After you set the Results Window option on the Preferences page, when you click on the main link (typically the page title) for a result, Google will open the corresponding page in a new window.

Google Preferences

You can display the contents of the associated page in a new window:

  • In Internet Explorer, hold down the SHIFT key while you click on the link, or press the right mouse button and select Open a New Window after clicking on the link.
  • In Firefox or Netscape, with a three-button mouse, simply click your mouse’s middle button on the link that you wish to display in a new window (this can be configured in the browser’s Preferences or Options section). If your mouse has two buttons and a center scroll wheel, the scroll wheel may also act as a middle button when you press down on it.

    With a two-button mouse, press the right mouse button and select Open Link in New Window after clicking on the link.

7. Subscribed Links

Subscribed Links let you add information created by providers you trust to your search results pages. Whenever you search Google in an area of their expertise, the fourth search result will show information from those providers.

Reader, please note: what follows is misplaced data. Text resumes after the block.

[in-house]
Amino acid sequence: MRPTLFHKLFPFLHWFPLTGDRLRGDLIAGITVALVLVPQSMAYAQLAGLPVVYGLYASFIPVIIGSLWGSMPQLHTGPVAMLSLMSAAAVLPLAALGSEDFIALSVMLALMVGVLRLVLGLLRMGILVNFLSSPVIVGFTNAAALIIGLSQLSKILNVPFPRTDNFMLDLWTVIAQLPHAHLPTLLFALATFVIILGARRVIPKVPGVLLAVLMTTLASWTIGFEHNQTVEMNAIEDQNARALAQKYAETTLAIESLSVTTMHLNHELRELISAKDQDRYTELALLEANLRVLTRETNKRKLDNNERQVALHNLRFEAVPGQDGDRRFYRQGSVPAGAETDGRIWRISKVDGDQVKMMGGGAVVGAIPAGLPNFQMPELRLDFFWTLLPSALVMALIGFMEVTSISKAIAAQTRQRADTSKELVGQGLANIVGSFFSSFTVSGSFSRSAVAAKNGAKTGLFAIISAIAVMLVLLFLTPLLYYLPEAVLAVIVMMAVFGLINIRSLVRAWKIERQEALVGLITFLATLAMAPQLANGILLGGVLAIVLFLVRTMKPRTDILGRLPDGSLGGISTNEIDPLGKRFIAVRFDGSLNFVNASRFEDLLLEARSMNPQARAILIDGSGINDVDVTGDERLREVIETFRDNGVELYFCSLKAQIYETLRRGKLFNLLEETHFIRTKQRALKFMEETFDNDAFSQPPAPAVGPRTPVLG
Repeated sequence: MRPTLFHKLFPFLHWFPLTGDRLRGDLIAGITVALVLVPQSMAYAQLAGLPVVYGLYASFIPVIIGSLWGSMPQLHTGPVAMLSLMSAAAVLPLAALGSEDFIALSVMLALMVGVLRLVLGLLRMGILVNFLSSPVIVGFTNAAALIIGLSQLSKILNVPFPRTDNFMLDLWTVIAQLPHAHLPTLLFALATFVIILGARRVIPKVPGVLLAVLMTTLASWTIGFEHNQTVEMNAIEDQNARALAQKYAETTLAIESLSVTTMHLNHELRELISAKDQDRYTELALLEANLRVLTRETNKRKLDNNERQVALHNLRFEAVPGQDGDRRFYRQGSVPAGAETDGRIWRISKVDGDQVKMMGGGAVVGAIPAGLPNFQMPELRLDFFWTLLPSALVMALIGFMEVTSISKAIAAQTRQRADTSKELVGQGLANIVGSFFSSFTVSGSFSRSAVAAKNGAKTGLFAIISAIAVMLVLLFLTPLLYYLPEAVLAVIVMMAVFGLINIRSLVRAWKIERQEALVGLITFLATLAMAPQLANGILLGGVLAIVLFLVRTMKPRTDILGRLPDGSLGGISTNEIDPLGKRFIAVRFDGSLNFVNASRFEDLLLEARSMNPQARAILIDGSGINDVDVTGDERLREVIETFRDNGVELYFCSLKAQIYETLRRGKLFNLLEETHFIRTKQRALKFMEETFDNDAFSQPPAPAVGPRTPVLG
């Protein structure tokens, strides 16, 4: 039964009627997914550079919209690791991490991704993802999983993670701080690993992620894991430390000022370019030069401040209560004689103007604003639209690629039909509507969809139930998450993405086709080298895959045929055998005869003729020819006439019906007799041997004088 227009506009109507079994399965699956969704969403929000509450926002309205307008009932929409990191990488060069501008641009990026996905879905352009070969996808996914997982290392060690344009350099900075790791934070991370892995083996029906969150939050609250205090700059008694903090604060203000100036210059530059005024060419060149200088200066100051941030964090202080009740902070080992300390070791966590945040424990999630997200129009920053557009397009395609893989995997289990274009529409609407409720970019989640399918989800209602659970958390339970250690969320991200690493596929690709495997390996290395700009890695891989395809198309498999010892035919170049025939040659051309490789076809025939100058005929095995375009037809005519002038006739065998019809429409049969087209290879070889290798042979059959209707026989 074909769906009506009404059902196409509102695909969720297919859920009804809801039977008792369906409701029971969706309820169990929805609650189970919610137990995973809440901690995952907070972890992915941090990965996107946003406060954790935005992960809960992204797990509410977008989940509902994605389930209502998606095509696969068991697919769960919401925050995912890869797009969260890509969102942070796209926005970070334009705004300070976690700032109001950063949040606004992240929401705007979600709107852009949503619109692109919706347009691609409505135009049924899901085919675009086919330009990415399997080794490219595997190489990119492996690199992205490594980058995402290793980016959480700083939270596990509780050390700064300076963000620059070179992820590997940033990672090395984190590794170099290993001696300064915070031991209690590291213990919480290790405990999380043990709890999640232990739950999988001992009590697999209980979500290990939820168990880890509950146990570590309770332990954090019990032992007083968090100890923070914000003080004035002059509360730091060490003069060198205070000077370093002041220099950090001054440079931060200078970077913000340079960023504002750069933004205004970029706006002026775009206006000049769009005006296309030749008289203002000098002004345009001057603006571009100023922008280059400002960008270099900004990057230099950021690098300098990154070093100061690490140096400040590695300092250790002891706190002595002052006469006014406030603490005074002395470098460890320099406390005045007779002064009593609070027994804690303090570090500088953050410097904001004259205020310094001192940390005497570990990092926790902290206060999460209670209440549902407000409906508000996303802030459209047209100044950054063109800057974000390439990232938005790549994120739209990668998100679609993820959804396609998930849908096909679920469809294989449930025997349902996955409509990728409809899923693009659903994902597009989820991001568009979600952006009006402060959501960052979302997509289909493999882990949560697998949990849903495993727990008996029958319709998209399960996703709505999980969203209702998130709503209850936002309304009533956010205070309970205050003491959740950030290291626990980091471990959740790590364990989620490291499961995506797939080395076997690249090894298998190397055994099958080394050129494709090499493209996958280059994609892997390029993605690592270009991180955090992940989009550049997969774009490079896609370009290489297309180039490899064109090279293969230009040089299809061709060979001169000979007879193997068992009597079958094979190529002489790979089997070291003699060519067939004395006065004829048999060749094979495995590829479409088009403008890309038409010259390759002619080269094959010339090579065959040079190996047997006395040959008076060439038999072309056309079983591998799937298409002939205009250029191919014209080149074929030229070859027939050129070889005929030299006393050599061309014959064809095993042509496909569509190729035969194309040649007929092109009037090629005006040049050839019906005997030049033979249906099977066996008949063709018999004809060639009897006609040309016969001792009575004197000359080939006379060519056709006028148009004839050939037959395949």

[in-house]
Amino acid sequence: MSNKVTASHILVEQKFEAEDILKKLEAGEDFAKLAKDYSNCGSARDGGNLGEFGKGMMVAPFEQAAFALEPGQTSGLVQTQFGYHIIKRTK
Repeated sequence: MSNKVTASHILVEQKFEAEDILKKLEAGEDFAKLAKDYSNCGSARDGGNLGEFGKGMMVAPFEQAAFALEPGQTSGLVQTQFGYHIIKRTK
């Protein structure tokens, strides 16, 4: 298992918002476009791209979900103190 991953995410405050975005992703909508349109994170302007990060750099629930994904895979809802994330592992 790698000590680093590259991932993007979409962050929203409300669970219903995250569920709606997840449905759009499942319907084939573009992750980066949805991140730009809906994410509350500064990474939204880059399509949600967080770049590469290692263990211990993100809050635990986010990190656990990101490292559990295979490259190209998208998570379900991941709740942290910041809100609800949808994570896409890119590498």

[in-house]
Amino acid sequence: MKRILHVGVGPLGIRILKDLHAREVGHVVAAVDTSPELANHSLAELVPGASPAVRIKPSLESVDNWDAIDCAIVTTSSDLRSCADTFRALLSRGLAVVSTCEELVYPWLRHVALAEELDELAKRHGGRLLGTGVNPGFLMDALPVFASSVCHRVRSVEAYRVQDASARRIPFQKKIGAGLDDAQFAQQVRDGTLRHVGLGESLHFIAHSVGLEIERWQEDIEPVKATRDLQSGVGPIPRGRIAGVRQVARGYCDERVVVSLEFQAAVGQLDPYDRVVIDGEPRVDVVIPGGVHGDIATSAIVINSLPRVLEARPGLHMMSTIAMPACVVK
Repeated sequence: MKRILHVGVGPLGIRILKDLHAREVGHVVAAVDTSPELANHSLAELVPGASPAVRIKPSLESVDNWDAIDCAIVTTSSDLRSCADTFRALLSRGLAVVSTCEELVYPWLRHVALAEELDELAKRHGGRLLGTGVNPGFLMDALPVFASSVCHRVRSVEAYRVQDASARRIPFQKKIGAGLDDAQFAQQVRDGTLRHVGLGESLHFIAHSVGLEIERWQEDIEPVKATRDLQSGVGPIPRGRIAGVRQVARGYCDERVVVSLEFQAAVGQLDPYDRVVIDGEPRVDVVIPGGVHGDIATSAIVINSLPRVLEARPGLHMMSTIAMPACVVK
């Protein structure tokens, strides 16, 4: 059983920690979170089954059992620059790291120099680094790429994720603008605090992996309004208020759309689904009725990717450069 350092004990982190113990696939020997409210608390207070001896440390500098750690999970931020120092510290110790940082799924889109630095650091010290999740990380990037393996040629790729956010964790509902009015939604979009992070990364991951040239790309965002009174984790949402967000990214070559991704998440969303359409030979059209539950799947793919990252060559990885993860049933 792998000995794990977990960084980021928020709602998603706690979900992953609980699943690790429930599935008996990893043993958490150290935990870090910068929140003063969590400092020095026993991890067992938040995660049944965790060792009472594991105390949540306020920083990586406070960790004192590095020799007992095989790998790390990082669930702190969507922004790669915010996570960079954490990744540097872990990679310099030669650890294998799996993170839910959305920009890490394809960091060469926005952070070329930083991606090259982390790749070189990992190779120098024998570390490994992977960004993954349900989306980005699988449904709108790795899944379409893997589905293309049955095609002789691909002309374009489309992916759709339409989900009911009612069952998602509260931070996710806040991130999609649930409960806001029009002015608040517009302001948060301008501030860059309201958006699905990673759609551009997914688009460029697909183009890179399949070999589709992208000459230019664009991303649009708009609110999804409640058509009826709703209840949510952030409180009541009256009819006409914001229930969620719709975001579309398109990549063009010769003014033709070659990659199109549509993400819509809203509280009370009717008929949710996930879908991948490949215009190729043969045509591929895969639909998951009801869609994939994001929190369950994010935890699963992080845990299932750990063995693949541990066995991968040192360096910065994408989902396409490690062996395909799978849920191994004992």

Your list of providers is stored in your Google account. If you aren’t signed in to your account, the Preference page will remind you:

Google Preferences: Subscribed Links

There’s more information about Subscribed Links in Google’s Subscribed Links help page.

8. Cookies and their Effect on Preferences

Google stores your preferences with a cookie in your computer. Among other things, this means:

  • If you use more than one computer and/or more than one browser, you’ll need to set your Google preferences on each one.
  • If your browser is set to deny cookies, your preferences can’t be saved.
  • If you use “cleanup” software that removes cookies, it may remove your Google preferences.